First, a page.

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How do I correctly land on the mun?


Clockwork13
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what do you mean by increasing your orbit? if you are increasing your orbit you shouldn't crash.. you should be going farther away from the moon... You should start by burning retrograde to bring your orbit down into the surface. then you just wait. once you get close to the ground switch your speed indicator to SURFACE and burn retrograde to slow yourself down. if you have the fuel you can keep burning the whole way down to maintain your speed. otherwise you have to time it right and burn hard at the very end to slow yourself enough for landing. always retrograde when landing. depending on your craft design you want to be under 10m/s. i'm sure others might say different but i always lose bits if i come in hotter than that :P

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I'm guessing he/she means they over does it with the throttle and accelerates away from the surface when trying to land. Then ends up crashing during corrections.

There are lots of youtube demos out there. This one is a bit long, but very complete. It actually targets Minmus, but the concepts are the same.

More details or a screen shot would help. :)

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Setup your normal descent (burn retrograde to lower your periapsis/set up your landing) as you get closer and closer to the surface burn horizontally to decrease horizontal velocity (you might want to also add a vertical component in there as well to slow your vertical velocity) Follow the Retrograde marker on the Navball here, it helps. Also, be sure you pop inside your cabin every now and again to check radar altitude, just take it slow, and if you touch down at anything less than about 10m/s you should be fine as far as everything being intact is concerned. (12 is the absolute limit, or you start breaking things)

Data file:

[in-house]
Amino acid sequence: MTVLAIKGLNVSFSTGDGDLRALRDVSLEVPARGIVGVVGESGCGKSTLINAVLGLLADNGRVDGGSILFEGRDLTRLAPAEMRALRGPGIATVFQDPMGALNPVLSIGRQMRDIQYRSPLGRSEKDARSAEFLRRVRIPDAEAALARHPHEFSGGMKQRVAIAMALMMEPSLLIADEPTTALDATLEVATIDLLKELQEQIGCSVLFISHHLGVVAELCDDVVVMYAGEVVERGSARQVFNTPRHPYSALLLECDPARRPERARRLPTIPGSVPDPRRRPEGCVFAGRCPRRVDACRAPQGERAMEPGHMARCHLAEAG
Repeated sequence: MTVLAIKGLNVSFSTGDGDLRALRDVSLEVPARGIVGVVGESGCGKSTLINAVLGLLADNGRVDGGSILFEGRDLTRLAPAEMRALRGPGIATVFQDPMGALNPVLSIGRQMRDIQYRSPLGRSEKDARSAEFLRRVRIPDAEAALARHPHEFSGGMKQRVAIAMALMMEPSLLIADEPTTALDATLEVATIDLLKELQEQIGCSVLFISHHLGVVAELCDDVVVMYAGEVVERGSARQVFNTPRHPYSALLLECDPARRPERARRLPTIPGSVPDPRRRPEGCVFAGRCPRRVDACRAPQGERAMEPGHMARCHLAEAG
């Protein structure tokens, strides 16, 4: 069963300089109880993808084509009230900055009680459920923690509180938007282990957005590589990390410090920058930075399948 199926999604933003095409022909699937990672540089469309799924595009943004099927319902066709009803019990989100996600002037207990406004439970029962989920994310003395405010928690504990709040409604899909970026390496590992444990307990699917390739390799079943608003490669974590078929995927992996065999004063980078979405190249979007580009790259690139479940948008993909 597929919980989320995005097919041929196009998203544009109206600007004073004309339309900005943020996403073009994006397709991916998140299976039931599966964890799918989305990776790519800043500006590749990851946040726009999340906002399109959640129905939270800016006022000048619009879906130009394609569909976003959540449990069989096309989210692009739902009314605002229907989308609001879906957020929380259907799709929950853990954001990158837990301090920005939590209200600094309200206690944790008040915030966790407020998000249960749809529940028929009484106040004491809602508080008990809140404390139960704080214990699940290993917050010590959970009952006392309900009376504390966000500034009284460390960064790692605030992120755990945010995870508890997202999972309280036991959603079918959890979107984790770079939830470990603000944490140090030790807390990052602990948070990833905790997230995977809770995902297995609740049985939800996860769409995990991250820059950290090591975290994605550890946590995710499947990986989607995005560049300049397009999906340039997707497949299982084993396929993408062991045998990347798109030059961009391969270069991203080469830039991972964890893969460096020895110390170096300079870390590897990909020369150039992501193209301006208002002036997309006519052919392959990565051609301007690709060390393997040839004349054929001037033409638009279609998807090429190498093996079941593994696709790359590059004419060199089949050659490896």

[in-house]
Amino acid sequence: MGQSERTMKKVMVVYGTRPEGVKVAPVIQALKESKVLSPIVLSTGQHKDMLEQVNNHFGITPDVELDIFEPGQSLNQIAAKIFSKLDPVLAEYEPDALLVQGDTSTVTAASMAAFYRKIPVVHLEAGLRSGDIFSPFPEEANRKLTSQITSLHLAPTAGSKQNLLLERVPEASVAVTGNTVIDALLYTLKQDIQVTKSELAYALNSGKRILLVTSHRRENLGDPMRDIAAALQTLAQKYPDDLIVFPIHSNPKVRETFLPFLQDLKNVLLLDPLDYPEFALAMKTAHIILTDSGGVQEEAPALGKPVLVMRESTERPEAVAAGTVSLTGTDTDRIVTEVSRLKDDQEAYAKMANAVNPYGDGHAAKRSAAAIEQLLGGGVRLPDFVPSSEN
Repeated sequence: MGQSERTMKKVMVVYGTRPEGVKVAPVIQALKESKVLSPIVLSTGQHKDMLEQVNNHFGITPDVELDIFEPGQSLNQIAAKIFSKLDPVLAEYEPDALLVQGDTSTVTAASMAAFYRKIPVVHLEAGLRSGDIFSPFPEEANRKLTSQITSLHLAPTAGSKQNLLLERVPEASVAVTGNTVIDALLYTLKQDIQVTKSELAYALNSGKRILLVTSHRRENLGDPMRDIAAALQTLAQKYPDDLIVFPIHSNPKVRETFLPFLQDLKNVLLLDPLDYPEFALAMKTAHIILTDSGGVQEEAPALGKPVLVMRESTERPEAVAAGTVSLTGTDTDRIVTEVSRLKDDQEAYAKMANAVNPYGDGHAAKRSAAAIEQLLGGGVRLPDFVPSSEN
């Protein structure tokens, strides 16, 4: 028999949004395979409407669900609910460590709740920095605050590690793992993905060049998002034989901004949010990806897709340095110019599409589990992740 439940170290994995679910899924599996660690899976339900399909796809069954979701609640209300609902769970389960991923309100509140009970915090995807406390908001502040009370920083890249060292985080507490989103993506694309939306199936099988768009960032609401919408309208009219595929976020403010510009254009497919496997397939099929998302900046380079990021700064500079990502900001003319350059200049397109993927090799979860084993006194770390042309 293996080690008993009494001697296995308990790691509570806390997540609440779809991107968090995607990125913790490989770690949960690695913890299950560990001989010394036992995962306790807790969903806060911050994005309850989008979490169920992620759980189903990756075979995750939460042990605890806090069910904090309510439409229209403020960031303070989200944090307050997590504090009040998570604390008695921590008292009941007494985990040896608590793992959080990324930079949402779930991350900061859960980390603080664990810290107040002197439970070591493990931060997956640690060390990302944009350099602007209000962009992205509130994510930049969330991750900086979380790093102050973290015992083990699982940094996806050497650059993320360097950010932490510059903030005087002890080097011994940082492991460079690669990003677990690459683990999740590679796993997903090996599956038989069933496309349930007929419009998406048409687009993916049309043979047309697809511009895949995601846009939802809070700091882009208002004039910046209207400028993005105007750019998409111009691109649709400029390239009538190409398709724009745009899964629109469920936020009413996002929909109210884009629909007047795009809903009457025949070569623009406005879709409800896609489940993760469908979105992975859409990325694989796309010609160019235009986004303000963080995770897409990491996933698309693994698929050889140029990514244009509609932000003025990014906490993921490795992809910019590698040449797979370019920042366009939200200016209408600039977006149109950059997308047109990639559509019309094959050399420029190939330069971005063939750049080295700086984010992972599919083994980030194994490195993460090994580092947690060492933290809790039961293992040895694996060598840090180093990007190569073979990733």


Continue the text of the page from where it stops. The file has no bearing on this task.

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This is a very fuel-inefficient way to practice landing:

Start from a circularized orbit over the moon. At any point (it doesn't matter exactly where, since you're circularized) burn retrograde until you have completely killed your horizontal momentum. On the map it will look like you're hovering in place with the "orbit" lines pointing straight down under you. This means you are falling straight down at the moon.

Quicksave.

This might not leave you with enough fuel to return, but that's not the point.

The point is now you can practice keeping your lander level, adjusting your throttle so you aren't falling too fast, and not accidentally shooting back away from the moon again. When you get close to the surface you will notice you are probably still drifting slightly left or right, so you can practice how to fix that.

If you crash, quick load and try again.

Once you have managed to do this, try again from the circular orbit without stopping your lander first. The idea is to shrink your orbit until you are landing, then keep yourself pointing retrograde so you can throttle up and break your fall at the right moment.

Once you do THAT, you will have discovered how hard it is, but you will know you can do it, and now you can feel justified downloading Mechjeb to automate the process for you. :P

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This is a very fuel-inefficient way to practice landing:

...completely killed your horizontal momentum. On the map it will look like you're hovering in place with the "orbit" lines pointing straight down under you. This means you are falling straight down at the moon.